Interestingly, the Fy(a-b-) phenotype is most common in areas where there is little P. vivax malaria (4). In areas of West Africa, there is a high frequency of the Fy (a-b-) phenotype and a low incidence of P. vivax malaria. This may be because the pre-existence of a high frequency of the Fy(a-b-) phenotype prevented P. vivax malaria from becoming endemic in West Africa (4, 5).

Nomenclature

  • Number of Duffy antigens: 6
  • ISBT symbol: FY
  • ISBT number: 008
  • Gene symbol: FY
  • Gene name: Duffy blood group

Basic biochemistry

The Duffy glycoprotein is encoded by the FY gene, of which there are two main alleles, FYA and FYB. They are codominant, meaning that is the FYA is inherited from one parent and the FYB allele if inherited from the other, both gene products, Duffy Fya and Fyb antigens, will be expressed on the RBCs.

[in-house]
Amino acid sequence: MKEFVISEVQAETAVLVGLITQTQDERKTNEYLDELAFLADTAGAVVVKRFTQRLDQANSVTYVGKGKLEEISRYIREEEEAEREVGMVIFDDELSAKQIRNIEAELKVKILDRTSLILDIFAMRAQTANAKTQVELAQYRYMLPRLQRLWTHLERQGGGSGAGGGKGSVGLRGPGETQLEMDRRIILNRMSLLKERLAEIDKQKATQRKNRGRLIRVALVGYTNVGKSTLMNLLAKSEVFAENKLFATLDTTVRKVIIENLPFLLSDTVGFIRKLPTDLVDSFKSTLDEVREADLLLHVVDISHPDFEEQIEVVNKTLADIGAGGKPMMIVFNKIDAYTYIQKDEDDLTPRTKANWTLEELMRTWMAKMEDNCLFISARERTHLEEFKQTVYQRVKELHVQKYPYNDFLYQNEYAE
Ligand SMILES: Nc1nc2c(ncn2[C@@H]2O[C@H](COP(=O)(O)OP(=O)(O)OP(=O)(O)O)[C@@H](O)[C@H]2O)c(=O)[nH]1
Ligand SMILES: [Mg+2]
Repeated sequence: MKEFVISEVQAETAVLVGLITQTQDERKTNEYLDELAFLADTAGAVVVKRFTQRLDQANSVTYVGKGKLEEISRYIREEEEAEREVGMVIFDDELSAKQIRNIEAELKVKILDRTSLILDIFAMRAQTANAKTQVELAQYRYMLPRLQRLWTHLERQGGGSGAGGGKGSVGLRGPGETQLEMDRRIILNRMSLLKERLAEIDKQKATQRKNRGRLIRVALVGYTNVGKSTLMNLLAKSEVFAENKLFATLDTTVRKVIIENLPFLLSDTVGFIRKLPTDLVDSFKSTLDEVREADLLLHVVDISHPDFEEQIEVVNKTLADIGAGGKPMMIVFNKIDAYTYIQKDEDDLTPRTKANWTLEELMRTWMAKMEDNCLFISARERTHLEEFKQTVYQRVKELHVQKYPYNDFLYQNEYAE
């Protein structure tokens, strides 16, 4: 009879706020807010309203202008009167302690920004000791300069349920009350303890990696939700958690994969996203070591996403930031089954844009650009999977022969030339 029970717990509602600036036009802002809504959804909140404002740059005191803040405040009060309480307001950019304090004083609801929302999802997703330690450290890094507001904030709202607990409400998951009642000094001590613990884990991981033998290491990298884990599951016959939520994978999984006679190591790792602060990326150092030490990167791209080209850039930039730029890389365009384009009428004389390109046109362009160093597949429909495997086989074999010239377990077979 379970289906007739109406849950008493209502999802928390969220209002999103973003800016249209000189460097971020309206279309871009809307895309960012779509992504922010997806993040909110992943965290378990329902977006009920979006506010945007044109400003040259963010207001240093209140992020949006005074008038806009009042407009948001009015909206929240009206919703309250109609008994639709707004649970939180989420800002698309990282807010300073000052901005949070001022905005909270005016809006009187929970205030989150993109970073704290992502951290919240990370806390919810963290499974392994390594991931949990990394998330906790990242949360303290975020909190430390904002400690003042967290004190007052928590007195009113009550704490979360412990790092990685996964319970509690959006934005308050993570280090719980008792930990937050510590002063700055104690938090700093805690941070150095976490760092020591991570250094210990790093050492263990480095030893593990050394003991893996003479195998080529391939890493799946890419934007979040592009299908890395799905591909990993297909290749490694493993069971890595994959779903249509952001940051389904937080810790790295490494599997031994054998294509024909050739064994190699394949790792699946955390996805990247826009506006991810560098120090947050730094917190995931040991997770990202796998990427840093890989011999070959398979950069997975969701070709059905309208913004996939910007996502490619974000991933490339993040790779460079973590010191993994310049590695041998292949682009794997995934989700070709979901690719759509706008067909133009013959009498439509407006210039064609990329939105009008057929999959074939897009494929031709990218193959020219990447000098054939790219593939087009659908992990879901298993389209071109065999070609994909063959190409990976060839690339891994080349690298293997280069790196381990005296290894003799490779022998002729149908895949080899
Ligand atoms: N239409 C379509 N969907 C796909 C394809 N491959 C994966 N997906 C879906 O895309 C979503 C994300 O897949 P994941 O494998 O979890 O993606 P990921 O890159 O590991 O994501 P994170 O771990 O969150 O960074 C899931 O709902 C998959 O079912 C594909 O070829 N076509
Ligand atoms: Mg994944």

Phenotypes

There are four main Duffy phenotypes:

  • Fy(a+b-)
  • Fy(a+b+)
  • Fy(a-b+)
  • Fy(a-b-)

The Fya and Fyb antigens are found relatively frequently in Caucasians (Fya 66% and Fyb 83%) and Asians (Fya 99% and Fyb 18.5%) but are far less common in Blacks (Fya 10% and Fyb 23%). In fact, the Fy(a- b-) phenotype is present in two-thirds of African-American Blacks but is very rare in Caucasians (1).

An important minor Duffy phenotype is the Fyx [Fy(b+x)]. The FYX allele encodes the Fyb antigen, but it is only weakly expressed because a reduced amount of Duffy protein, and it is not always detected by anti-Fyb.

Expression of Duffy antigens